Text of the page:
Reticulation is one of the more interesting surface treatments we can give to silver. Even better, if you have the basics for silverwork in your home then you don’t even need any specialized equipment to add it. It provides an organic, one-of-a-kind texture that provides a lot of visual interest to a surface.
But how is it done? When do you do it when you’re working on a piece? Well, follow along with me, and let’s find out!
What is Silver Reticulation?
Reticulation is a surface treatment for metals that is created by using a ton of heat to melt the surface of the specially prepared metal and then allow it to flow before you pull the flame off. The texture provided is best described as “wrinkled.”
It’s done by carefully separating the layers via repeated depletion gilding and then taking advantage of the difference in melting points. The interior then melts before the exterior, creating a wrinkled texture as the surface deforms due to thermal shock.
It’s less complicated than it sounds.
I’ll be demonstrating this technique using a basic piece of sterling silver made from some scraps in my shop. Reticulation can be done using sterling silver or with reticulation silver. Fine silver need not apply, for reasons we’ll see in a moment.
Reticulation is an 80/20 silver/copper blend that is available from specialty sources. It produces a better texture than sterling but brings its own problems. Namely, it’s more porous and thus harder to solder properly. It’s often sold as “pre-reticulation” silver.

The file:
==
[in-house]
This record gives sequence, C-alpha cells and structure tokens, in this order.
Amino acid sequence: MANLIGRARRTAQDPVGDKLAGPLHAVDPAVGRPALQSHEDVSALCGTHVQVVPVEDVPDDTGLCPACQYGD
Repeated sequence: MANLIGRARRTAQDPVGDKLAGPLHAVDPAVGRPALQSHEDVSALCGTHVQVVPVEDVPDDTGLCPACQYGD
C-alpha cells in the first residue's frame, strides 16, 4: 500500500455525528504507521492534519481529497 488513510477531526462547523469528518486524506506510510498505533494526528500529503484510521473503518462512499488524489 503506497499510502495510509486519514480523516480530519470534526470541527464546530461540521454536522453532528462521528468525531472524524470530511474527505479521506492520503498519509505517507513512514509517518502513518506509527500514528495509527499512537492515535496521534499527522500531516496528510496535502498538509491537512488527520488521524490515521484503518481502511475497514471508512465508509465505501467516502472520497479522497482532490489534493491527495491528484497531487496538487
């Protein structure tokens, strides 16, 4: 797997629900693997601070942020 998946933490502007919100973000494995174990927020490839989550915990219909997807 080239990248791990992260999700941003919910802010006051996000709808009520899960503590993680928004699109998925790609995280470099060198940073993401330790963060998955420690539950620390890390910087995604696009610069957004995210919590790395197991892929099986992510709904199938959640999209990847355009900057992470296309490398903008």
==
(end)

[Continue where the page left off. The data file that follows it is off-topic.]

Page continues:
Copper oxides play a key role in reticulation, so most alloys with copper can go through the process. That includes base metals like brass or bronze, as well as materials like 14K and 18K gold and rose gold. Some alloys will have more difficulty attached. In particular, white gold has problems with reticulation in addition to the other caveats of working with the material.
We’re going to exploit a few silver working processes to make this work, but the big one that you need to know about is depletion gilding.
In other words, we form a layer of fine silver on top of the alloy through heat and acid. It’s not as technical as it sounds, but it is a bit time-consuming. It’s not hard to achieve in the shop and you can use a homemade pickle as your acid. Vinegar or citric acid will do just fine.
But the essential bit is this: reticulation is a surface treatment created through the removal of copper in the surface of an alloy and exploiting thermal expansion/retraction to change the surface. The end result is similar to just melting the surface of the piece, without affecting the core.
Reticulated metal becomes brittle and forming ranges from problematic to impossible once it’s done. Make sure that you place it correctly in your order of operations, attempting something like bending a flat strip of reticulated silver into a ring band can result in a structural failure.
In other words, reticulated silver breaks easily. Try to finish all shaping and bending operations before you reticulate the silver.
What Do I Need to Reticulate Silver
You don’t need much, even the most basic setup should be able to handle silver reticulation.
- Torch- Reasonably sized is best. I used my normal butane torch for the demonstration, but hotter torches are required for larger pieces.